Recipe: Lovely Rice Pudding For Dinner Again

After you all egged me on to make rice pudding the other day, I found myself compelled to give it a try.  The difficulty was, my evil, chocolate-loving side wanted to make a completely decadent rice pudding with chocolate and coconut milk and raspberries (why yes, I *am* fond of that particular flavour combination), but my Christopher Robin purist side was fairly sure that rice pudding is supposed to be fairly plain and full of plump raisins.  And, while I demonstrate very little common-sense when it comes to culinary experimentation, it did seem to me that it might be a good idea to start with a traditional version when making a pudding that I’ve never cooked or even eaten before. 

This recipe is taken from The Women’s Weekly’s Sweet Old-Fashioned Favourites cookbook, and modified quite a bit, because it sounded way too rich.  The baked rhubarb is, I think, initially a Nigella thing, though I’m no longer following a recipe for it – rice pudding seemed to demand stewed fruit, and with the oven on already, I wanted something I could pop in to cook above the pudding and forget about.

And what was it like? To my surprise, it tasted absolutely and exactly the way my imagination had pictured it – hot, mushy, creamy, full of plumped-up raisins and sultanas, and a hint of spice, and with the rhubarb providing a sharp tartness that made the creaminess manageable.  I don’t think I’d want it for dinner it every day – I’m just not that fond of rice – but for a hot, comforting, winter dessert when you aren’t feeling well and don’t want to spend more than five minutes in the kitchen, it would be hard to do better.

(Oh, and if you are wondering why I am going on and on about Christopher Robin etc, this is why)

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1/2 cup arborio rice
1/4 cup brown sugar
1 tsp vanilla bean paste or vanilla essence
2 tbsp (40ml) raisins
2 tbsp sultanas
2 cups milk (I used a low-fat, but not a no-fat, milk)
1/2 cup water (you can use all milk, but this sounded really rich to me)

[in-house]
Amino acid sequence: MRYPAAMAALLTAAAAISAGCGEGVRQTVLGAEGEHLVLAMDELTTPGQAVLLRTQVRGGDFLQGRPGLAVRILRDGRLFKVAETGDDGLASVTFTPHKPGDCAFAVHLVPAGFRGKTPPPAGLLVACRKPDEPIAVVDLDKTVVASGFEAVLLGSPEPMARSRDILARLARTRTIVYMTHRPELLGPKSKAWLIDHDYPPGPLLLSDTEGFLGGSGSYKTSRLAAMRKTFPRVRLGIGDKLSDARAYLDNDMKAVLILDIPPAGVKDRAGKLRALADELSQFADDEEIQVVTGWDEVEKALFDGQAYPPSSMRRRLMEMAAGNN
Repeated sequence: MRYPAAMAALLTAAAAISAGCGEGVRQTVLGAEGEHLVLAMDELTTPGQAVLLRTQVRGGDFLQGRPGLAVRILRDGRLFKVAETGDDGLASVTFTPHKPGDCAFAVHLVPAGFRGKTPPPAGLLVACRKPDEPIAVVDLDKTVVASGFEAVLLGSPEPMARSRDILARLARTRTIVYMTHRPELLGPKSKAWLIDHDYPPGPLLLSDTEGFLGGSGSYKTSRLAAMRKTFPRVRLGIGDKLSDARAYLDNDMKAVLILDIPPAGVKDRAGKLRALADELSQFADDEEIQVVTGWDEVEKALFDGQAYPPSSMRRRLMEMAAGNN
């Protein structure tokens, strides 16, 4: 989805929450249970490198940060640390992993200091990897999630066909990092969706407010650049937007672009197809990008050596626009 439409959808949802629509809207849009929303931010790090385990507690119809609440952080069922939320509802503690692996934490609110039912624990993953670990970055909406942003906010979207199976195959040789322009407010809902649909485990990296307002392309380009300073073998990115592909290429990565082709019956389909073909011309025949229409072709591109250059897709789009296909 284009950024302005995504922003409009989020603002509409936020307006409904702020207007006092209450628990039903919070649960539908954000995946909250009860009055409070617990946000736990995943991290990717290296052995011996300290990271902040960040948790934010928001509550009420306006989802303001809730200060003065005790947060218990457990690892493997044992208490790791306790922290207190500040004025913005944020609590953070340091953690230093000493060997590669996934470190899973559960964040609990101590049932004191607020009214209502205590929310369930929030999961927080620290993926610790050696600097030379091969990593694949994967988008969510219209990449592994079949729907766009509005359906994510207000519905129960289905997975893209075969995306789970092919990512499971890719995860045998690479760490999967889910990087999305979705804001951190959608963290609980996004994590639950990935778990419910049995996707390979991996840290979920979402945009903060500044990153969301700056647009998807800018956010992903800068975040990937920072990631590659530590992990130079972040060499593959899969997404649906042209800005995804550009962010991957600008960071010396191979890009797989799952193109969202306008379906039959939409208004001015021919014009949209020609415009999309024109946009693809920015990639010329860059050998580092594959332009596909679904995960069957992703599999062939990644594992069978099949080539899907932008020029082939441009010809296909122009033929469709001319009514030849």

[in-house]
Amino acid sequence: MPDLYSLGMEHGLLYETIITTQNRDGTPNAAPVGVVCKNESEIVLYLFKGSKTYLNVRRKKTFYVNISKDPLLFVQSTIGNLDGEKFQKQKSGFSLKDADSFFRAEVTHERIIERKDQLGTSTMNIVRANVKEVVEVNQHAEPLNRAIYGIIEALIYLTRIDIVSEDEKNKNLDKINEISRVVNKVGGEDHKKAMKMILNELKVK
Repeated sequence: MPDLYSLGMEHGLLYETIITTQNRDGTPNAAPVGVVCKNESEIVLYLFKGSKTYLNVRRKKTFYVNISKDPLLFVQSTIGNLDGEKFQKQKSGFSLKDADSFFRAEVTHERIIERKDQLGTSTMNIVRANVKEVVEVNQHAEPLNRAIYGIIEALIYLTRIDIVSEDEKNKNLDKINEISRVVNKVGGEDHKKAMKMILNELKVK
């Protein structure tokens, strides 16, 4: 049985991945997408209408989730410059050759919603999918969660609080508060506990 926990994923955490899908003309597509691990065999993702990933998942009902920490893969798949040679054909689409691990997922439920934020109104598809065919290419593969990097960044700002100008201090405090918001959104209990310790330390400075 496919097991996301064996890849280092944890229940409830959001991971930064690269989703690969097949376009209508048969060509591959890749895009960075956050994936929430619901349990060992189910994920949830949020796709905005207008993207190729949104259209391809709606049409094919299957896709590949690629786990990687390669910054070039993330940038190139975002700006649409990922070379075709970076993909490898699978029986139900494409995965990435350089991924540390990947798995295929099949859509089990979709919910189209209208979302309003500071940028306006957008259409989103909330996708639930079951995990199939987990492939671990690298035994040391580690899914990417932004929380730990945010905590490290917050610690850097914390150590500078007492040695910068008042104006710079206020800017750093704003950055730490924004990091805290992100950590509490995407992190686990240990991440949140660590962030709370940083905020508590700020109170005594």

20g butter
nutmeg, 1/2 a cinnamon stick
1 bunch rhubarb (approx. 700g)
175g vanilla sugar, or plain caster sugar
2 tbsp caster sugar (optional)
marmalade or orange jam, to serve

Now what will you do with it?

Lightly butter a 4-cup capacity baking dish.  Rinse the rice well, and put into the dish with the sugar, vanilla, raisins and sultanas, and mix up a bit.  Pour in the milk and water, and stir around a little more.  It’s going to look very, very liquid at this point.

Dot the butter (it will float on the milk in a very dodgy-looking fashion) and sprinkle with nutmeg and cinnamon, or float half a cinnamon stick in the middle.  Bake slowly for 2-3 hours.  My recipe said 2 hours at 160°C, but I think it lied, because at the end of 2 hours, it was still soup.  This might be because I also cooked dinner in the oven during this time.  I gave it another 45 minutes at 180°C, which did the trick – what you are looking for is for the rice to have absorbed the milk and swollen up to the top of where the milk was, and for a crust to have formed.

While the rice pudding is cooking, prepare the rhubarb.  Wash it, and cut it into lengths of around 1 1/2 – 2 inches.  Put it into a baking dish with the vanilla sugar, and stir to coat.  If you don’t have vanilla sugar, use castor sugar and either cut a vanilla bean lengthways and put it in with the rhubarb, or add vanilla paste or essence during the cooking.  Or leave it plain.  Don’t add water – the rhubarb will produce plenty of liquid like this.

Cover the rhubarb with foil, and put in the oven when the rice pudding has been baking for about an hour. It should be soft and juicy by the time the rice pudding is done.

If you feel like it, you can make a sort of rice pudding brulee by sprinkling the extra 2 tbsp of sugar over it at the end of the cooking time, and putting under the grill for a couple of minutes.  This is also a good trick if you broke up your crust by stirring everything part-way through when it wasn’t done yet.